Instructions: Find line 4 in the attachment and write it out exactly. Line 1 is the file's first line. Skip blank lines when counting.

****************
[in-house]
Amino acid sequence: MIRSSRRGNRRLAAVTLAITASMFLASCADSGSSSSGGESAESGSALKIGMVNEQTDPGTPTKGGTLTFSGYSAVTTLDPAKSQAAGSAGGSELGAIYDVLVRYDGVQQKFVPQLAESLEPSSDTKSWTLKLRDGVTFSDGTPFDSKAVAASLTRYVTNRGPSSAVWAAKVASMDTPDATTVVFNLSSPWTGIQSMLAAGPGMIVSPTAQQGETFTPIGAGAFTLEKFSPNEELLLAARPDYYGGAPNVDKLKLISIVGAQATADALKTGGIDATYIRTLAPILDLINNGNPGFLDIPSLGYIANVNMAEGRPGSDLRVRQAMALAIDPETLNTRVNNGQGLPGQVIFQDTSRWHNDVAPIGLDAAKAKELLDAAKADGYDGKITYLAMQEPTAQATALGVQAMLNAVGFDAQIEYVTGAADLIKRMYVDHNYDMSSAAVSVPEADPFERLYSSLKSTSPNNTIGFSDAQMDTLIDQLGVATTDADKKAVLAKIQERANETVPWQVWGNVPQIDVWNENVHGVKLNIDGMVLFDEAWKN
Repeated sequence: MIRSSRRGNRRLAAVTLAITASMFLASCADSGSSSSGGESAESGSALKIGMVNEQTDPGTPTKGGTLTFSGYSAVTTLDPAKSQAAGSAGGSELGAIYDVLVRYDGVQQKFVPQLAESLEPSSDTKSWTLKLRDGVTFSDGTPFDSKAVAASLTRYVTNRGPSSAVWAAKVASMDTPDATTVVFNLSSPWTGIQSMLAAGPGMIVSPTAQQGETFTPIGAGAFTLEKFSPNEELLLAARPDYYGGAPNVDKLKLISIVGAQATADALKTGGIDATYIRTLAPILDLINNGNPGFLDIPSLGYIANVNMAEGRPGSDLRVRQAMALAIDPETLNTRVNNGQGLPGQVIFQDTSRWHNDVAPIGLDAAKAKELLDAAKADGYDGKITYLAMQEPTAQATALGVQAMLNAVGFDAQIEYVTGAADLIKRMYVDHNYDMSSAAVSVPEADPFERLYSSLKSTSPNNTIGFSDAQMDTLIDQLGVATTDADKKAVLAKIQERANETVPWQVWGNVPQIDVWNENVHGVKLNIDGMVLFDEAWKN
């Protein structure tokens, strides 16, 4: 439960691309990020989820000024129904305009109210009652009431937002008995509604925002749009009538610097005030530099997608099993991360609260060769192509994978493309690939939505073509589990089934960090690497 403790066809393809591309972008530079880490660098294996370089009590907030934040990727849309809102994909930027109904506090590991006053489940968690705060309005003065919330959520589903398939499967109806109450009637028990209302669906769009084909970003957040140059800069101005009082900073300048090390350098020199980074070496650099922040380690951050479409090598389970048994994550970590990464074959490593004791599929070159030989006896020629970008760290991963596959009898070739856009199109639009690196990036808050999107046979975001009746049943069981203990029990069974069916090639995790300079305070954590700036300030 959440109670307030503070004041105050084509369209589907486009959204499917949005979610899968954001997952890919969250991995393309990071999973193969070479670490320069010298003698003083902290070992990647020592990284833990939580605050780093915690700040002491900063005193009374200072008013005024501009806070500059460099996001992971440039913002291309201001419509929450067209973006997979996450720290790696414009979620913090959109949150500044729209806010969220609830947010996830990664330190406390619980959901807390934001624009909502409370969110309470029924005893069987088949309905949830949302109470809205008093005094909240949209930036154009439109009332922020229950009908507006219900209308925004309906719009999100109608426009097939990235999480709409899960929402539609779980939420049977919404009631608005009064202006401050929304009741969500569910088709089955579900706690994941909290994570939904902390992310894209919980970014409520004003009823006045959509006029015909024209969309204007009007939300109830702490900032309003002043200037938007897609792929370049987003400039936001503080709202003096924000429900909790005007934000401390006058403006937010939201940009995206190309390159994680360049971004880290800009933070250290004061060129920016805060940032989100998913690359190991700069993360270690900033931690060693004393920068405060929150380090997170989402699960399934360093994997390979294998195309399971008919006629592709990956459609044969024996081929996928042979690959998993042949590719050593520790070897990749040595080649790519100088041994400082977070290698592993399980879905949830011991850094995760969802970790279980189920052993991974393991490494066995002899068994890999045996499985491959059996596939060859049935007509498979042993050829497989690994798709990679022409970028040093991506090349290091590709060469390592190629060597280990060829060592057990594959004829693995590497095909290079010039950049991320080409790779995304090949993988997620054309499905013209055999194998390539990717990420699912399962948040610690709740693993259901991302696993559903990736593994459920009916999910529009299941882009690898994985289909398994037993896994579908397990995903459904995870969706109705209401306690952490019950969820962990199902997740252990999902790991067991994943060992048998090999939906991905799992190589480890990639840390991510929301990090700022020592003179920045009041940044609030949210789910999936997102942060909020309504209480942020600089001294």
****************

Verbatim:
């Protein structure tokens, strides 16, 4: 439960691309990020989820000024129904305009109210009652009431937002008995509604925002749009009538610097005030530099997608099993991360609260060769192509994978493309690939939505073509589990089934960090690497 403790066809393809591309972008530079880490660098294996370089009590907030934040990727849309809102994909930027109904506090590991006053489940968690705060309005003065919330959520589903398939499967109806109450009637028990209302669906769009084909970003957040140059800069101005009082900073300048090390350098020199980074070496650099922040380690951050479409090598389970048994994550970590990464074959490593004791599929070159030989006896020629970008760290991963596959009898070739856009199109639009690196990036808050999107046979975001009746049943069981203990029990069974069916090639995790300079305070954590700036300030 959440109670307030503070004041105050084509369209589907486009959204499917949005979610899968954001997952890919969250991995393309990071999973193969070479670490320069010298003698003083902290070992990647020592990284833990939580605050780093915690700040002491900063005193009374200072008013005024501009806070500059460099996001992971440039913002291309201001419509929450067209973006997979996450720290790696414009979620913090959109949150500044729209806010969220609830947010996830990664330190406390619980959901807390934001624009909502409370969110309470029924005893069987088949309905949830949302109470809205008093005094909240949209930036154009439109009332922020229950009908507006219900209308925004309906719009999100109608426009097939990235999480709409899960929402539609779980939420049977919404009631608005009064202006401050929304009741969500569910088709089955579900706690994941909290994570939904902390992310894209919980970014409520004003009823006045959509006029015909024209969309204007009007939300109830702490900032309003002043200037938007897609792929370049987003400039936001503080709202003096924000429900909790005007934000401390006058403006937010939201940009995206190309390159994680360049971004880290800009933070250290004061060129920016805060940032989100998913690359190991700069993360270690900033931690060693004393920068405060929150380090997170989402699960399934360093994997390979294998195309399971008919006629592709990956459609044969024996081929996928042979690959998993042949590719050593520790070897990749040595080649790519100088041994400082977070290698592993399980879905949830011991850094995760969802970790279980189920052993991974393991490494066995002899068994890999045996499985491959059996596939060859049935007509498979042993050829497989690994798709990679022409970028040093991506090349290091590709060469390592190629060597280990060829060592057990594959004829693995590497095909290079010039950049991320080409790779995304090949993988997620054309499905013209055999194998390539990717990420699912399962948040610690709740693993259901991302696993559903990736593994459920009916999910529009299941882009690898994985289909398994037993896994579908397990995903459904995870969706109705209401306690952490019950969820962990199902997740252990999902790991067991994943060992048998090999939906991905799992190589480890990639840390991510929301990090700022020592003179920045009041940044609030949210789910999936997102942060909020309504209480942020600089001294």